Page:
James Walton

Funny, tender and properly horrible: Channel 4’s Adult Material reviewed

Plus: when Jean-Paul Sartre met Les Dawson

Funny, tender and properly horrible: Channel 4’s Adult Material reviewed
Hayley Squires as Jolene Dollar in Channel 4's Adult Material
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Adult Material

Channel 4, Mondays

Between the Covers

BBC2, Fridays

Urban Myths

Sky Arts, Wednesdays

A woman is eating a pie in her car as it gets an automatic wash. Careful to keep the pie out of shot, she then films herself on her phone pretending to have an orgasm, posts the clip online and drives to work. Once there, she’s constantly distracted by thoughts of domestic chores (‘Whites tonight, colours in the morning, hang them out before the school run’) — which mightn’t be so unusual, except that her work consists of having sex.

But if the early scenes in Channel 4’s new porn-industry drama Adult Material suggested a cheeky, essentially light-hearted twist on female life-juggling, this soon proved deceptive. What followed was an uneasy mix of comedy, righteous anger, melodrama, unexpectedly tender family scenes, Ken Loach miserabilism and the properly horrible.

Hayley Squires stars as Jolene Dollar — she of the orgasmic carwash — who started in the porn business way back when storylines were in fashion and has since done well enough to send her children to private school. These days, though, she has to be motherly at work too — especially towards Amy, a young dancer whose recent leg injury has left her needing to find another means of earning a living. The trouble is that the now almost quaint films of Jolene’s youth have been replaced by well, pretty much anything degrading you can imagine — or perhaps can’t. As one director explains: ‘It doesn’t have to be sexy, it just has to be something you haven’t seen before.’ After all, so much porn is freely available that only the most ‘niche’ stuff will attract paying punters — which is where the properly horrible bits come in.

Meanwhile, the freely available kind has also ensured that Jolene’s screen career is familiar to the boys at the school of her teenage daughter Phoebe, who’s agonisingly torn between filial loyalty and disgust — and at an age when there are enough routine embarrassments without this excruciating add-on. Yet, while Phoebe’s plight is affectingly done, the way it has to battle for our attention — not always successfully — amid so many other, more lurid events only serves to confirm that Adult Material can’t really decide what sort of drama it wants to be.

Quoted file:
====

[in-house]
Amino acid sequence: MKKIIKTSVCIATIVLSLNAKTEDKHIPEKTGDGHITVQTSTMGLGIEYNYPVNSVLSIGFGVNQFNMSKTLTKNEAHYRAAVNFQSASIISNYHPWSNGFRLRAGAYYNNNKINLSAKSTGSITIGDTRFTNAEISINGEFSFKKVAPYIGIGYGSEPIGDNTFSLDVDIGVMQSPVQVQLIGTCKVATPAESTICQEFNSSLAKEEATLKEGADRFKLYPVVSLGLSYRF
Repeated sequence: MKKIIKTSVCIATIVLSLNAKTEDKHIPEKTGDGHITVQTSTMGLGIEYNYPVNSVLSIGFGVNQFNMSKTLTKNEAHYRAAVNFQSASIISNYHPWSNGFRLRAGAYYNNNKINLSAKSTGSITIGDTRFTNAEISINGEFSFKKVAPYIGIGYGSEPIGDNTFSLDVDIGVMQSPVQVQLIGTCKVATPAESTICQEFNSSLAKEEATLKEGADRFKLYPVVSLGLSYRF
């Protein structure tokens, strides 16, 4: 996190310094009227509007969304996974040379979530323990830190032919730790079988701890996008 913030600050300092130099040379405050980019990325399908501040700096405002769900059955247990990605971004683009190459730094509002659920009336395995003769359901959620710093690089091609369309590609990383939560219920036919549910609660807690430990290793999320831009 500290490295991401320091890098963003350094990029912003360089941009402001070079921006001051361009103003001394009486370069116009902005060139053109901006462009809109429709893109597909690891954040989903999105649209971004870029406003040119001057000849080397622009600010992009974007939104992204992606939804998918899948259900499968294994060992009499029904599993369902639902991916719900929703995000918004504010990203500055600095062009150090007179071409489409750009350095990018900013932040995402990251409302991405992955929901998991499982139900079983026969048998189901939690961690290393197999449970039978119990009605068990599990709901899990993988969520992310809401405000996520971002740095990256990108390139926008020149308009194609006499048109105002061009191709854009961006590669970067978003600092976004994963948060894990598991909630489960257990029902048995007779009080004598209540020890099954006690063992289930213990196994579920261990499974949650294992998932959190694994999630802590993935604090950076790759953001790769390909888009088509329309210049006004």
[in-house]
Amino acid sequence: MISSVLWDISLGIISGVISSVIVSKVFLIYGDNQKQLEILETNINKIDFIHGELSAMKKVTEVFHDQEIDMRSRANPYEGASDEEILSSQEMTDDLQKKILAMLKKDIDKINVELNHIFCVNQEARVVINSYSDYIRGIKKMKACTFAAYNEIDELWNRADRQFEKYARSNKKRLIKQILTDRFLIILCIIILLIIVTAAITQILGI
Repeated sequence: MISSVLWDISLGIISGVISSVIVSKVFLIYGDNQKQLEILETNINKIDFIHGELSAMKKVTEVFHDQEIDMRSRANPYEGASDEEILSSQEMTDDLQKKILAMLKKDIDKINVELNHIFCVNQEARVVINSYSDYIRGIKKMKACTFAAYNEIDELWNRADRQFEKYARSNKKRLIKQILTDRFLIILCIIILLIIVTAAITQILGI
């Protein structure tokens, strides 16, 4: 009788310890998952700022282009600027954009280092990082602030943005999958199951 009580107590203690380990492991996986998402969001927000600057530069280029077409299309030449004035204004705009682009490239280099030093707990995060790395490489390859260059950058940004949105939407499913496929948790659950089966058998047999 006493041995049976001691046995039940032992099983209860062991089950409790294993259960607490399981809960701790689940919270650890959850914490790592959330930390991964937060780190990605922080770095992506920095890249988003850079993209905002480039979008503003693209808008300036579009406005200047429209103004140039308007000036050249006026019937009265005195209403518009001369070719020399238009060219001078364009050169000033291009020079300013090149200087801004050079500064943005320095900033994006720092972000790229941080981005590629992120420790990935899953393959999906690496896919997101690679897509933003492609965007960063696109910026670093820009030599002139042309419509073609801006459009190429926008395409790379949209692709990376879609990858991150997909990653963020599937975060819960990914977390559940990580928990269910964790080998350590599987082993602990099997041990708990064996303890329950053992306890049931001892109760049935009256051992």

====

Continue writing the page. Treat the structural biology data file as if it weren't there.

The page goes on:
You could, I suppose, argue that the confused tone is revealingly authentic, reflecting the fact that pornography has become such a feature of modern life without most of us knowing what to make of it. Even so, watching the programme is still an odd, sometimes slightly queasy experience, with the sound of grinding gears never out of earshot for long.

Older readers may remember when TV shows about books were a staple of the BBC evening schedules. Nowadays, if they happen at all, they tend to be either over-reverent or visibly nervous about being so elitist as to expect anybody to read. Happily, and somewhat surprisingly, BBC2’s Between the Covers is neither.

Some snooty literary types — including me on a bad day — may have been a little dismayed to see that the host is Radio 2’s Sara Cox and her four guests are mainly comedians (is there anything those people can’t do?). With everybody having to choose a favourite book, pick a favourite literary character and discuss a further title or two collectively, the format is a bit busy to allow for much depth. Nonetheless, the result in Friday’s first episode was a relaxed and highly congenial conversation that took the fact of reading for granted and books in general seriously but never too deferentially. There were a lot of good jokes as well — many of them from the host.

Finally, and possibly still for older readers, let me warmly recommend this week’s Urban Myths. The latest in Sky Arts’s series of 30-minute dramas based on fabled showbiz tales was Steve Pemberton’s winningly affectionate (and winningly titled) ‘Les, Miserable’ which mixed fact and fiction to provide nothing less than the creation myth of Les Dawson.

The real-life starting point was in 1953 when Les, a romantic working-class self-improver of the old school, rented a Parisian garret in the quest to write a great existentialist novel. The garret turned out to have a brothel attached and, when not failing to write his masterwork, he played a badly out-of-tune piano there. Worse, when he complained of his plight, the consensus from the prostitutes was that ‘the sadder you are, the funnier you are’.

At his lowest point in Wednesday’s programme, Les was drinking wine in an alley when he received a visitation from his hero Jean-Paul Sartre, played by Pemberton himself. Les, Sartre suggested, should accept that his gift was for comedy and must never consider making people laugh to be beneath him. ‘People don’t want a miserable fat man playing a wonky piano,’ Les lamented. ‘You would be surprised,’ Sartre replied.